Summary: The "Faith Hall of Fame" shows us how we recognize faith -- not by the success or failure of those who have it, nor by their joy or sadness, but by the way they clothed their faith in works.
18th Sunday in Trinity
"How do you recognize faith?"
Many years ago, a pornography case came before the United States Supreme Court. Justice Potter Stewart said this:
“I shall not today attempt further to define [obscenity]; and perhaps I could never succeed in intelligibly doing so. But I know it when I see it….”
This is not, by the way, a sermon on pornography. Justice Stewart’s comment points to something we run up against from time to time which is the point of today’s homily – the puzzle we face when we cannot define something very well, but we nevertheless know it when we see it.
I have dealt with this kind of puzzle for a long time in my work with ICGS. In attempting to lay out a Biblical exposition of masculinity and femininity, we have often found ourselves saying much as Justice Stwart would say – “masculinity and femininity are difficult to define, but we know them when we see them.”
In today’s Lesson from the Book of Hebrews we have yet another example of this puzzle, but the puzzle turns out not tp be about pornography, or the nature of manliness or womanliness, but rather faith – that quality, or characteristic, or feature of true spiritual life. The just shall live by faith, Paul tells us. Abraham believed God and it was reckoned to him for righteousness. Earlier in Hebrews 11 we read that “ … without faith it is impossible to please [God], for he who comes to God must believe that He is, and that He is a rewarder of those who diligently seek Him.”
If you have been a Christian very long, you will know that Hebrews Chapter 11 is “the faith chapter,” and that it begins with that fundamental definition of faith: “Now faith is the substance of things hoped for, the evidence of things not seen.” When I read that verse, I do not doubt that it is true, but neither do I profess to understand what it is saying with very much clarity. The word “substance” bothers me – not because I think it is false, but because I do not know what to think when that word is used. Evidence is something one sees, but faith is evidence for something you do not see. It sounds like a riddle, and to judge by the writings of many learned saints over two millennia, I suppose it is a riddle. For this verse generates as many different kinds of exposition as there are expositors to expound it.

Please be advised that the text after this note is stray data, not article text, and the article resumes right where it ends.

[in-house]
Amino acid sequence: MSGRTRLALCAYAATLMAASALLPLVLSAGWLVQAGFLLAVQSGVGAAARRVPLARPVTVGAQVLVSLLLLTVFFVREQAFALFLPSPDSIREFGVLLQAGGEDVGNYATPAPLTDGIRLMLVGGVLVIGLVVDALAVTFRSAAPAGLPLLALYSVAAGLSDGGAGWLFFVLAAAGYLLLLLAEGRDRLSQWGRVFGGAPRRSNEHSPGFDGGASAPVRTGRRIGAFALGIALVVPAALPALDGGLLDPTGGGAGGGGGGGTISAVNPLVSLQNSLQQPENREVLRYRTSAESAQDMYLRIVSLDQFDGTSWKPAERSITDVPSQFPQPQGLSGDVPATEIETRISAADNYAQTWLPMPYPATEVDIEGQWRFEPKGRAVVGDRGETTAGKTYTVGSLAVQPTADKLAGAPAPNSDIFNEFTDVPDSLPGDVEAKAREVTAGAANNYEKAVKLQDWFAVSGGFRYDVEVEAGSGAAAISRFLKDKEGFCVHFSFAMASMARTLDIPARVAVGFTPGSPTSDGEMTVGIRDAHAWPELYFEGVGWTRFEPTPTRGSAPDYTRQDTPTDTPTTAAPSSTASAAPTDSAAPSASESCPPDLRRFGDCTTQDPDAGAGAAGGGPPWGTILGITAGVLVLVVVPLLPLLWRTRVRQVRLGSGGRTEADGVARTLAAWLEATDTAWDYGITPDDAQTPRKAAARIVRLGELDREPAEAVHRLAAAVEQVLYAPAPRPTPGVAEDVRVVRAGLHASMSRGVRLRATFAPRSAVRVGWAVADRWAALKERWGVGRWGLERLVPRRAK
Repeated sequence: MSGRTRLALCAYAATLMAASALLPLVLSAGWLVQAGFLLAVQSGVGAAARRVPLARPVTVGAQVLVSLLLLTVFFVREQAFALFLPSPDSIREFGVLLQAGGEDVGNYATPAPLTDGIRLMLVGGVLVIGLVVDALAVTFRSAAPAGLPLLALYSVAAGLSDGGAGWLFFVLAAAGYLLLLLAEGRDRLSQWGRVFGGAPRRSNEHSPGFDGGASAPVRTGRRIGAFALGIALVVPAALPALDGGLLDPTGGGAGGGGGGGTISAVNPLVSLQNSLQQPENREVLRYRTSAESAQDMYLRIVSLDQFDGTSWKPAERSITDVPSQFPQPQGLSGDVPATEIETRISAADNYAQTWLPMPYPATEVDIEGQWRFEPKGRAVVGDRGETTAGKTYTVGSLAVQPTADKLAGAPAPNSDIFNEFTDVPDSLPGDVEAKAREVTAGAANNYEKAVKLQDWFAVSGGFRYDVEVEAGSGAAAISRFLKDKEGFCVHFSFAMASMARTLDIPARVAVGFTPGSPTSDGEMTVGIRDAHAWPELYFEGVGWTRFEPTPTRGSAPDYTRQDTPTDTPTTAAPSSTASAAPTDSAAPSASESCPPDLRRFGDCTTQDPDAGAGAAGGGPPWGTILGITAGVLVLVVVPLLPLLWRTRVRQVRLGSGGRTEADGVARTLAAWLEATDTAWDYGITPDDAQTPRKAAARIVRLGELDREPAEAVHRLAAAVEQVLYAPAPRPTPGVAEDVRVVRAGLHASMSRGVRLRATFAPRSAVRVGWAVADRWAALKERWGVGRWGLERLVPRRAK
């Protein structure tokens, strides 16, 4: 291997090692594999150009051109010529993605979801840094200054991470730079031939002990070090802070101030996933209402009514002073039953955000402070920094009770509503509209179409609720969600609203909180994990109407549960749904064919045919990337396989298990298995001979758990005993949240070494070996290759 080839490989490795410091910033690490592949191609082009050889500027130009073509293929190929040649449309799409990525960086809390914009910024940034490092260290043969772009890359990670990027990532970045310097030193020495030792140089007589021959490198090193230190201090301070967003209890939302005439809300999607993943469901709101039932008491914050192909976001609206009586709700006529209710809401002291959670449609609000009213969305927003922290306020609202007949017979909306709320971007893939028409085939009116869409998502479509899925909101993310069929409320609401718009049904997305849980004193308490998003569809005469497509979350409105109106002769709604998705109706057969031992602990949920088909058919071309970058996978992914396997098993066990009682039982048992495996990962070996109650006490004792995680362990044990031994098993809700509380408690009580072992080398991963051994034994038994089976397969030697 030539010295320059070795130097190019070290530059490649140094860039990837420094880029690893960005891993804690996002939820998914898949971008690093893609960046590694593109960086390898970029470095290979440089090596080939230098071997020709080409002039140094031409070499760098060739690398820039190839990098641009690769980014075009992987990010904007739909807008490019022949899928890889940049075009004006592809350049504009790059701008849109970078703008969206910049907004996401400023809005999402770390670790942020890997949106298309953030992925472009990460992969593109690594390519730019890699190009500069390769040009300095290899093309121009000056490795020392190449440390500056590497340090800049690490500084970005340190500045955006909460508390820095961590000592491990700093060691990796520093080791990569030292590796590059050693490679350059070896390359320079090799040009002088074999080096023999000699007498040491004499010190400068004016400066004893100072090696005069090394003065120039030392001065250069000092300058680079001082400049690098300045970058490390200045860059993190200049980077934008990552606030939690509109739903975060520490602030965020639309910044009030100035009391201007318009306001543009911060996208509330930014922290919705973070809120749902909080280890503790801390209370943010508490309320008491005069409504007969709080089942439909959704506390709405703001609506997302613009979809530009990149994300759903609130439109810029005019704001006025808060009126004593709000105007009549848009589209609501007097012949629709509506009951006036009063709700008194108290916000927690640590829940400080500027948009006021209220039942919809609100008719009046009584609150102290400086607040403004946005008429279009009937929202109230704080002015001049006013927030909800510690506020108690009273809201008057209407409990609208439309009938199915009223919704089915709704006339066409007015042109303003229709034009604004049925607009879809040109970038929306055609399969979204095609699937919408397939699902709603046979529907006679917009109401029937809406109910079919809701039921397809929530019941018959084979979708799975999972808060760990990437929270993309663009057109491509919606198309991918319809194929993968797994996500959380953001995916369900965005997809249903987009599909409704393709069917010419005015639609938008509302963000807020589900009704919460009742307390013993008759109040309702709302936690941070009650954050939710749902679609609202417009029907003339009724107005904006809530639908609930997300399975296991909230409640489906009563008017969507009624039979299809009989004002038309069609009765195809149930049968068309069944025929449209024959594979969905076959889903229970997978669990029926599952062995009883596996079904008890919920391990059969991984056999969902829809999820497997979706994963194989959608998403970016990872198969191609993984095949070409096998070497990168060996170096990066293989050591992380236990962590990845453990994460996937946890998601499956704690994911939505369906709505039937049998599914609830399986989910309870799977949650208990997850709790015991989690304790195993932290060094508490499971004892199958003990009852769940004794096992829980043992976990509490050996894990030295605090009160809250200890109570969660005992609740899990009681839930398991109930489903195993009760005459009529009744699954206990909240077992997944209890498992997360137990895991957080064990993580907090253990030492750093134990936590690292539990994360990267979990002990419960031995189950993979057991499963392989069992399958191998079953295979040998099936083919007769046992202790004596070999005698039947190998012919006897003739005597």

Are we then left with a puzzle to ponder and nothing more? Well, no. Hebrews chapter 11 is 40 verses long, and it is thick with examples of what the faith is all about. To be sure, it begins with a statement that is as close to a definition as one could hope for, but I am not going to dwell on that definition, mostly because this chapter of Hebrews, which is all about faith, does NOT dwell on the definition. Instead, it illustrates, demonstrates, and elucidates how faith works. Even though the author of Hebrews gives us a definition of faith, he does not give us an explanation of faith. Rather, he shows us many different manifestations of FAITH AT WORK in the lives of those who believe.
If we are going to know faith when we see it, what are we going to see? There are two answers to this question that are NOT correct. I want to mention them in turn.
Faith is not to be recognized because of the happiness or well-being of the one who has faith. Of COURSE, some of those who have faith experience great happiness and prosperity. This chapter mentions many such people. In the lesson we heard read a short while ago, we heard these words: “For the time would fail me to tell of … [those] who through faith subdued kingdoms, worked righteousness, obtained promises, stopped the mouths of lions, 34quenched the violence of fire, escaped the edge of the sword, out of weakness were made strong, became valiant in battle, turned to flight the armies of the aliens. 35Women received their dead raised to life again.”
There’s one for you! Getting your dead loved one back from the dead. Perhaps the author of Hebrews was thinking of Mary and Martha, who got Lazarus back from the dead. Or, perhaps, the widow of Nain, whose son Jesus raised from the dead when he happened to come across her son’s funeral procession. Or, perhaps, the Shunnamite woman whose dead son ELISHA raised from the dead.
There’s a very cheap and tawdry version of this view of faith common on the television sets today. You will also find it littering most of the shelves in Christian bookstores. It’s evidently a very appealing view of faith, to judge by the kind of exposure it gets in the Christian market place.